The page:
Social Impact Analysis
Social Impacts and issues are the most difficult to deal with because we have the least-developed tools to define, assess, and measure social impacts. Even ecological impacts are easier to measure, using tools like a Life Cycle Analysis (though these aren’t exactly easy or complete, either).
A Social Impact Assessment (SIA), which used to be called “Social Return on Investment” (SROI), attempts to measure social impacts like LCAs measure ecological impacts, usually in financial terms. This is still a very new approach, isn’t easy to do, and there are no standards or agreement about how best to do this. It also suffers the challenge of determining which social issues to measure, since any list will likely be different for each individual or group. While there is controversy over how to define and accurately measure social impacts, at the very least, it iInitiates a conversation about valuing social impacts. When social impacts are measured in financial terms (which isn’t the only way to assess social impacts), it can be much more persuasive to businesspeople and government officials to take social impacts more seriously.
Socially Responsible Investment Funds (SRIs) develop proprietary metrics to calculate the social performance of the companies they invest in as well as to “screen” investments that don’t match their values. All of them publish the list of companies they invest in and some publish their metrics, but there is little agreement in approach or values.
Generating a Social Return on Investment (SROI) assessment is not a trivial undertaking, because it usually requires the translation of social values into some type of monetary value. Considerable controversy surrounds the notion that values such as tolerance and anti-discrimination can be translated into monetary terms easily or at all. Some argue that it would be wrong to even attempt to monetize core human values, as they fear that inappropriate trade-offs will result. For example, is a little slavery or a little less privacy alright if the bottom line improves? Or, what’s the value of a beautiful view from the top of a mountain? Does tourist revenue truly account for it all?
There are no common approaches to calculating SIAs and few tools readily available. One well-known appraoch in the past came from the Haas Global Social Venture Competition, orchestrated by Haas Business School at UC Berkeley. Their SROI framework and templates, have been (finally) updated and made available again on the organization’s website. An SIA can be calculated for any organization, non-profit and for-profit, alike. Ideally, venture investors, including angels, and even hedge funds should ask for and assess their potential investees based on their social impacts (and, ecological impacts, for that matter).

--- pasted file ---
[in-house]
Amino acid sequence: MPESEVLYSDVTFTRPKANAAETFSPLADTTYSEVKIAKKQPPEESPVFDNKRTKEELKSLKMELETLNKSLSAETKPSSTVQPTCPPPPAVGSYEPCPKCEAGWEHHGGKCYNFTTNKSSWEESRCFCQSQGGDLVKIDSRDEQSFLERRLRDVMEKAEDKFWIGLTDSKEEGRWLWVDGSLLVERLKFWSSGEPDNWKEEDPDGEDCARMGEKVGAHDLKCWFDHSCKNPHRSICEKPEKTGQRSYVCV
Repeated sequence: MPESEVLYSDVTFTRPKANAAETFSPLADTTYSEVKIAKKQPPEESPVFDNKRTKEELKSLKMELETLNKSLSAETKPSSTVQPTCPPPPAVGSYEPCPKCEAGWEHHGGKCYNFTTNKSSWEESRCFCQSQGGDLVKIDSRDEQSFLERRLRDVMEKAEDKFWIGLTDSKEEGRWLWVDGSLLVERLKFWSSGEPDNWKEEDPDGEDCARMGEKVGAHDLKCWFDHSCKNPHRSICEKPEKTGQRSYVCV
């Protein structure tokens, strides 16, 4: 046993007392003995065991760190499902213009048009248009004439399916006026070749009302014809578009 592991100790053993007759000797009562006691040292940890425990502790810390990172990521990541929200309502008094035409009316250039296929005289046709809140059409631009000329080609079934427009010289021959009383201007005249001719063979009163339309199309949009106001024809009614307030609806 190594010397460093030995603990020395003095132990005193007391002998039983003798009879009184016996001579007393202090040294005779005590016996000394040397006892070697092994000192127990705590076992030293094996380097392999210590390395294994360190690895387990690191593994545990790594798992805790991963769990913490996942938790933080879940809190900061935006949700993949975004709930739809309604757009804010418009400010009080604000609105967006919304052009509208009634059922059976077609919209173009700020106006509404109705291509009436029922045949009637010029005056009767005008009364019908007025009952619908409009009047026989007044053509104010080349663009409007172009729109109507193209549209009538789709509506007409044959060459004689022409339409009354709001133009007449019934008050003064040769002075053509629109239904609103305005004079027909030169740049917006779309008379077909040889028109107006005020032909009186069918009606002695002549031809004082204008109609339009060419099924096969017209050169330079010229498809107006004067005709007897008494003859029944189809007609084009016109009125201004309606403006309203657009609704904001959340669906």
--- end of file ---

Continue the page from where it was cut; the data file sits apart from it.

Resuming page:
To start with, it’s important to establish and describe the impact value across the social issue spectrum. These track the inputs (desired or measured benefits) of a solution, the activities that create impact, the outputs (impact value being generated in social terms), and the overall outcome of the organization’s impact. To be sure, it’s not possible to calculate all social impacts, and it can be controversial how an organization makes its assumptions and calculations. More so, it may not be appropriate to even try to quantify social impact for some cases (such as trying to justify freedom over slavery—there shouldn’t need to be a quantification).
There are other approaches to measuring social and cultural impacts, as well. For example the Wisdom Cards designed by Lilia Rustom, Kristian Simsarian, and Meta Integral. These cards are a design tool for assessing impact during the design process (when the most impact can be created).
There are, undoubtedly other approaches. In fact, there needs to be other approaches, both more inclusive ones, easier-to-use ones, and those tailored to specific communities, industries, and applications. This is another great project for designers (and others) to dive into.